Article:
While bird lovers, environmentalists and poets have long put a high value on trees, the hard-nosed number crunchers in government have not. Trees have often been treated as merely aesthetic enhancements. Nice, but not essential. That’s one reason why tree maintenance is among the first government services cut during a recession.
That limited view is changing, and there is increasing recognition that trees are more than just pretty things. With climate change, big trees will be increasingly useful to remove pollution from the air, collect water during rainstorms and create shade that cools nearby property.
But for all the benefits that trees provide Los Angeles, city officials still do not hold the urban forest in the same regard as other public infrastructure, like streets and storm drains. That’s one of the key findings from a recent report commissioned by City Plants, a nonprofit that works with city departments to plant and care for public trees.
While outside experts have appraised the value of Los Angeles’ trees (including privately owned ones) at $12 billion, city officials have never attached such an economic value to the local urban forest. The city doesn’t quantify the value of the trees themselves, nor the energy and water savings generated by mature specimens. As a result, the city hasn’t made it a priority to invest and maintain trees as public assets.
There are multiple reasons why trees get short shrift. Jurisdiction over the city’s urban forest crosses multiple agencies — from the Recreation and Parks Department to the Bureau of Street Services to the Department of Water and Power (which trims trees next to power lines). There hasn’t been a singular focus on tree care.
The City Plants report, which was prepared by environmental consulting firm Dudek, says Los Angeles should be spending three times as much on its urban forest. The city spends about $25 million now, but the budget would have to be closer to $80 million to match comparable cities with robust urban forests, such as New York City and Melbourne, Australia.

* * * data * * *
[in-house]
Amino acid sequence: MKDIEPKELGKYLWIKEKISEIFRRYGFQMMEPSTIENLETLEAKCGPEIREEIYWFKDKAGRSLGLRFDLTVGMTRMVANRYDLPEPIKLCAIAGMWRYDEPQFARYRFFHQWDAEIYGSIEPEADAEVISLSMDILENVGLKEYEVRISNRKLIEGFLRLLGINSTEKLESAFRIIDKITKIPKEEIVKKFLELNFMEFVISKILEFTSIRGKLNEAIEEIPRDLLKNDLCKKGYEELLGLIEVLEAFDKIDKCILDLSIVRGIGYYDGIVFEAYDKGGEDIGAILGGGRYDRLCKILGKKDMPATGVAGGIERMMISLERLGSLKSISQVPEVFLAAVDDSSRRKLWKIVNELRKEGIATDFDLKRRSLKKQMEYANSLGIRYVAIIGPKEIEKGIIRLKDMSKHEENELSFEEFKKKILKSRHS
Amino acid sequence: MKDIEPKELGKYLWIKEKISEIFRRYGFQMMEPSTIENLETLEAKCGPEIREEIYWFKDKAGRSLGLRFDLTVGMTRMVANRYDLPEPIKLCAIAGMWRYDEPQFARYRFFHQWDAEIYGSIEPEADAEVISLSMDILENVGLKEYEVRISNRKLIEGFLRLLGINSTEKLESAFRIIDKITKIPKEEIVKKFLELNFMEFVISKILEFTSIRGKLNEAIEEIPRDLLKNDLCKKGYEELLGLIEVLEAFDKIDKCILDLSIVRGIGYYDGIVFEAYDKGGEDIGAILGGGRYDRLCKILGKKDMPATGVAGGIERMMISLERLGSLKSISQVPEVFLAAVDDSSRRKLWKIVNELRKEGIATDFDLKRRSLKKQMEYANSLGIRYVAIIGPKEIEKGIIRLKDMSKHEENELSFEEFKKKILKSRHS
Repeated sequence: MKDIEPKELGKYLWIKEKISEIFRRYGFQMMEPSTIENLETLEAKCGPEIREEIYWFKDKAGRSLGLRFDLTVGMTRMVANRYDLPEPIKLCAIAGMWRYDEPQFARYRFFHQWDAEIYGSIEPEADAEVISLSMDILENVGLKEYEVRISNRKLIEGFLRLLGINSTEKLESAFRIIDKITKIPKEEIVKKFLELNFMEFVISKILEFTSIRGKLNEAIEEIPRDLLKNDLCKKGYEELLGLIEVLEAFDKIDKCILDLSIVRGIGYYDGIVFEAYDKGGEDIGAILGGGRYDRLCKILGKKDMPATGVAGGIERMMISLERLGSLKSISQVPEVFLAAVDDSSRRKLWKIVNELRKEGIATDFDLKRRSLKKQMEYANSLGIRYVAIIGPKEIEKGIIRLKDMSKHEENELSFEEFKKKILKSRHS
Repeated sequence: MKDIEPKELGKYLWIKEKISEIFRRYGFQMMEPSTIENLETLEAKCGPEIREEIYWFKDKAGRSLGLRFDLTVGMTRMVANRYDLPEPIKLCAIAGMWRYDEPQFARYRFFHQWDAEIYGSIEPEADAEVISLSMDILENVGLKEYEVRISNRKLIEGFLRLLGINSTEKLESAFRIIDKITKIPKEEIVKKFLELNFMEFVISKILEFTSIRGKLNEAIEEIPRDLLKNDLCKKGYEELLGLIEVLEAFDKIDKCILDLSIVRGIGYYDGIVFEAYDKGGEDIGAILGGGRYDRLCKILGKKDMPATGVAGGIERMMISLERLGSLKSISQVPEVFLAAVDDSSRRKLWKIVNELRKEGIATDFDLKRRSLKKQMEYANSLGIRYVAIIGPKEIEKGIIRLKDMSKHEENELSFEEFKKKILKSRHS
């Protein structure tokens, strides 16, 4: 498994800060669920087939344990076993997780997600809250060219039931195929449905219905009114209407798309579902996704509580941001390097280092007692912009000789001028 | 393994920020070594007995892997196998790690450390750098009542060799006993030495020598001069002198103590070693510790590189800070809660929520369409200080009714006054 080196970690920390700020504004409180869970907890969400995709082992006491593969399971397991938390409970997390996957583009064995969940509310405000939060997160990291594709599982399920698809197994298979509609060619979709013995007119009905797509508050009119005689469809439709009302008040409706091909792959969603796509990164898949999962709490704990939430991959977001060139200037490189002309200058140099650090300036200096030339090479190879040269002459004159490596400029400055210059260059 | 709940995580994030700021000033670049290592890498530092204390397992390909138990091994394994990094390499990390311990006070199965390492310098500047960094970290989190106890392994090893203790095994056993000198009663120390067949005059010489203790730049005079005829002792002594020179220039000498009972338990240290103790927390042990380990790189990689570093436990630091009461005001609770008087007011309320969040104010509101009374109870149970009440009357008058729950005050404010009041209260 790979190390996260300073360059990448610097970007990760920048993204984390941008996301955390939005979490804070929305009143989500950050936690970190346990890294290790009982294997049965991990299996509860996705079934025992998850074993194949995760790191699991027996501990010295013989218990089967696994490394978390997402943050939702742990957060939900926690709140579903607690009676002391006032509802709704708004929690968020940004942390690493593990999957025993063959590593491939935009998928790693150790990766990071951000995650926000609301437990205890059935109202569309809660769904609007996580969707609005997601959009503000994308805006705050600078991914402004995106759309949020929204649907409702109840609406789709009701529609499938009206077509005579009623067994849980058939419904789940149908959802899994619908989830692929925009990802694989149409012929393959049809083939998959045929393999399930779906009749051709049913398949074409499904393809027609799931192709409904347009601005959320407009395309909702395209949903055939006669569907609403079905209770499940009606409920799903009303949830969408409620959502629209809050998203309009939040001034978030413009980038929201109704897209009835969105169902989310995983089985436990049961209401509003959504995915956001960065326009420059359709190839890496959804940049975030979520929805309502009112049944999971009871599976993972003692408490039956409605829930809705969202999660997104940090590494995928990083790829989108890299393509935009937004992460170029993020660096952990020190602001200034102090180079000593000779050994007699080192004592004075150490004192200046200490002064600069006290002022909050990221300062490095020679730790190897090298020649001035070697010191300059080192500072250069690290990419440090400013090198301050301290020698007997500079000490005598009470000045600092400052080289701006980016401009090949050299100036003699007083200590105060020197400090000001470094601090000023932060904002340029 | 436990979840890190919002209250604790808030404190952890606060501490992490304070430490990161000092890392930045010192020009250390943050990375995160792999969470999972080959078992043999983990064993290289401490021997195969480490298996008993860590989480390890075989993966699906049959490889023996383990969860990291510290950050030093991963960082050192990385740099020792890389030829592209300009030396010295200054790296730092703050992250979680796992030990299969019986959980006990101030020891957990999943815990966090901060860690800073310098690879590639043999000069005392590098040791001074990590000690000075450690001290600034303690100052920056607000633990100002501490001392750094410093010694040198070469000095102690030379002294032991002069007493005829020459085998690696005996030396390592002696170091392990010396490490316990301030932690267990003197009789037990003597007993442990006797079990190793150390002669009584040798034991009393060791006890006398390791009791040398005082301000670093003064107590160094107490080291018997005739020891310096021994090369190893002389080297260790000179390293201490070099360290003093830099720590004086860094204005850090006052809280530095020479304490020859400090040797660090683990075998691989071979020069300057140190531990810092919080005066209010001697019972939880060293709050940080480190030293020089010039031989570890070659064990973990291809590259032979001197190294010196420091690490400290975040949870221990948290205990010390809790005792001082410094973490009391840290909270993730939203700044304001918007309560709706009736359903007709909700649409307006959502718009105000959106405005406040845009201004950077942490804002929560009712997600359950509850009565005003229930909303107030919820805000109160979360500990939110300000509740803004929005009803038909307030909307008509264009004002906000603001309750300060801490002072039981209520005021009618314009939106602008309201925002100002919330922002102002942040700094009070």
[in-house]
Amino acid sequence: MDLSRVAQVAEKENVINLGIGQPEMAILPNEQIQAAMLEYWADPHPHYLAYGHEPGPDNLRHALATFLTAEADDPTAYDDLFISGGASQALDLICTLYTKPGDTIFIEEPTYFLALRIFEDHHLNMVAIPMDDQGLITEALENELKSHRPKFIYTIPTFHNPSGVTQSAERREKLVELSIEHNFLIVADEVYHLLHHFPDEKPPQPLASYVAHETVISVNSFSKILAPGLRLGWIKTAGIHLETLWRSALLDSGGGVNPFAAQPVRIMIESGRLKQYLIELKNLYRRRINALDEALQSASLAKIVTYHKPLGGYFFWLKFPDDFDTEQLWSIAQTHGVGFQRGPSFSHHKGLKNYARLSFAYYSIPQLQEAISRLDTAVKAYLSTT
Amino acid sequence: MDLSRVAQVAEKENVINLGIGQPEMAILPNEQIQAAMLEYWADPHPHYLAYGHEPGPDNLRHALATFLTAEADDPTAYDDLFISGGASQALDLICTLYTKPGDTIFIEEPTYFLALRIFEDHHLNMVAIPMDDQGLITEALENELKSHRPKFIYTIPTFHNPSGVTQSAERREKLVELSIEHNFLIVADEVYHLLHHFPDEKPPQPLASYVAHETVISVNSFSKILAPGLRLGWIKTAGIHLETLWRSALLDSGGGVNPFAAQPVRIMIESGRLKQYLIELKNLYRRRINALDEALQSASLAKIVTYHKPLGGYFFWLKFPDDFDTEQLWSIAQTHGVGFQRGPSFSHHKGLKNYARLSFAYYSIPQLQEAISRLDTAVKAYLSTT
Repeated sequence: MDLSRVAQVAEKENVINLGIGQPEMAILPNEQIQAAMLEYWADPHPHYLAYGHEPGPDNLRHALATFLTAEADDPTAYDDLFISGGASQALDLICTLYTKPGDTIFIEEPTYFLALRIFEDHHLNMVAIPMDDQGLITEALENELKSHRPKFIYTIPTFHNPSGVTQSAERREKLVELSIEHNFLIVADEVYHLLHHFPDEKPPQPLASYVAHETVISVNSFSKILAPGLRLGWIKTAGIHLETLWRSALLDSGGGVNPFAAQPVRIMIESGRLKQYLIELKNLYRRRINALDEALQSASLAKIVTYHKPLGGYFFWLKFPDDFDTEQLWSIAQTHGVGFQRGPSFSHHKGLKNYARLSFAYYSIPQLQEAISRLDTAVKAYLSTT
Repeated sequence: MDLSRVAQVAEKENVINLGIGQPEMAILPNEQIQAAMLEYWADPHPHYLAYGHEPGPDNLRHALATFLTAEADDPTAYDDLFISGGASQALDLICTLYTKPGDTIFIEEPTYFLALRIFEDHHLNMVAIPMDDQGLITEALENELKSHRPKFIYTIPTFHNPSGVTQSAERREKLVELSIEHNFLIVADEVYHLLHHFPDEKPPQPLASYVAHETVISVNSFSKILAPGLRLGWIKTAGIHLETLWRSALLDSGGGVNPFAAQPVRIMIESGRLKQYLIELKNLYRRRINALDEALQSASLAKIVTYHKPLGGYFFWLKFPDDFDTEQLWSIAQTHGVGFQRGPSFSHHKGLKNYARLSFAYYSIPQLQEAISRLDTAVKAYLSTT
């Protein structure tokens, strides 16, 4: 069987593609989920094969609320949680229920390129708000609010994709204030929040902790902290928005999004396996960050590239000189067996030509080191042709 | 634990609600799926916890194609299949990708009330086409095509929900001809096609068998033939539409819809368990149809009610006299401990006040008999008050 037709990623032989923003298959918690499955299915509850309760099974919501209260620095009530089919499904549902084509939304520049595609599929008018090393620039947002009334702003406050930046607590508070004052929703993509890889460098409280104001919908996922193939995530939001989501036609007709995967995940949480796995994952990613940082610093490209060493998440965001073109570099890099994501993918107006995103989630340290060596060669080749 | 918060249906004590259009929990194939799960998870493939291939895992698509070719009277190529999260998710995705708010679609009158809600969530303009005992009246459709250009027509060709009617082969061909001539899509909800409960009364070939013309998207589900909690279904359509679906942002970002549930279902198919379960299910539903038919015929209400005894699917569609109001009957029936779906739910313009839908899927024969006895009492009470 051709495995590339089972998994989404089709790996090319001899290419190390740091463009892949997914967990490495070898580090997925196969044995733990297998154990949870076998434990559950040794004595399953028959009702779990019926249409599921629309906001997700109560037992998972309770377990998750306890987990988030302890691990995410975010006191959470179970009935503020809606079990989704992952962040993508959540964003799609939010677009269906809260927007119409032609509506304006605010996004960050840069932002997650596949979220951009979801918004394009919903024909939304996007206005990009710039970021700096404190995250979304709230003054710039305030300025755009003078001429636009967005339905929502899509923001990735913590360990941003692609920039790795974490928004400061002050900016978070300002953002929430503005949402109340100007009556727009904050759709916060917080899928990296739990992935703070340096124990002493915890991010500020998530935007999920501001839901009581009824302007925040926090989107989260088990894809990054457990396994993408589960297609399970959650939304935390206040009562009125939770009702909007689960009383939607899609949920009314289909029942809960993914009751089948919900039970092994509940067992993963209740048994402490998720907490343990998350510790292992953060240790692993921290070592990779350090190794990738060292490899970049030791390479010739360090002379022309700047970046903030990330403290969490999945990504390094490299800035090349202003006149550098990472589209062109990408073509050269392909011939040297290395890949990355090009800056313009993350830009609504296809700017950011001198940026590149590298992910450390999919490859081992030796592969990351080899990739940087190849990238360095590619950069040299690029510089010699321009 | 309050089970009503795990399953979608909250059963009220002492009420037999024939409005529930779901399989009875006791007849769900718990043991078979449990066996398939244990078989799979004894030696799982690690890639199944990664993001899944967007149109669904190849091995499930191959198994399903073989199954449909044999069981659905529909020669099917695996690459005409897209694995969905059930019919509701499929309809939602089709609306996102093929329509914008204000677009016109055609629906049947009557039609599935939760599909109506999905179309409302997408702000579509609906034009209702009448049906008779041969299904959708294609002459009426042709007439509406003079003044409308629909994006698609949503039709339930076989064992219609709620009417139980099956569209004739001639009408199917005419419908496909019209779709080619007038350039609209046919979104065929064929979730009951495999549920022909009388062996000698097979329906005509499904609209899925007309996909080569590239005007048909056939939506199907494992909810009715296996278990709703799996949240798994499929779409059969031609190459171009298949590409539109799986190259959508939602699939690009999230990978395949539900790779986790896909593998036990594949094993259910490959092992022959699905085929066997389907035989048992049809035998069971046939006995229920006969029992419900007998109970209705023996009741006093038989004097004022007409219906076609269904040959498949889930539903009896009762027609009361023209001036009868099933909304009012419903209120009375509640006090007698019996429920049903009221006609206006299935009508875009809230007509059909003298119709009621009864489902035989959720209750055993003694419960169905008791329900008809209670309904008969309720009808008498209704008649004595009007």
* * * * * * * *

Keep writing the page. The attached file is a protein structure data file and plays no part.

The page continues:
The reality is that there are always far more infrastructure needs than there are dollars. Still, it’s clear that Los Angeles needs to invest more in its urban forest. It’s especially important now because trees are both more essential than ever and more at risk.
Climate change is expected to make Los Angeles a hotter, drier city, and having more big, healthy trees could lessen the impact. A mature urban forest and dense tree canopy can provide relief on the hottest days — shaded surfaces can be 20 to 45 degrees cooler than those in direct sun — and reduce air conditioning demand, which helps ease the strain on the city’s electrical grid.
Tree roots also capture and store rainwater, which helps the city make better use of its water supply at a time of more extreme weather conditions and wider swings between periods of drought and flooding.
But many mature trees in the city have been weakened by drought, a problem exacerbated when water-conscious residents stopped irrigating their plants. Invasive pests are a major threat too, spreading disease that could infest an estimated 38% of the 71 million trees across the Southern California region and cause a massive die-off.
Then there’s the damage caused by the city itself. Los Angeles has committed to spending $1.4 billion over the next 30 years to fix the city’s busted sidewalks, many of which were damaged by tree roots. While the sidewalk repairs are essential, the process often fells mature trees.
In response to the City Plants report, the Board of Public Works has called for a “Tree Summit” to gather advocates and experts to recommend policies to protect the urban forest. The city’s Recreation and Parks Department is compiling an inventory of trees in the city parks, which is vital to tracking the loss of trees to disease and drought and to ensure adequate replacement. The city needs to come up with $3 million more to complete an inventory of trees planted along the streets.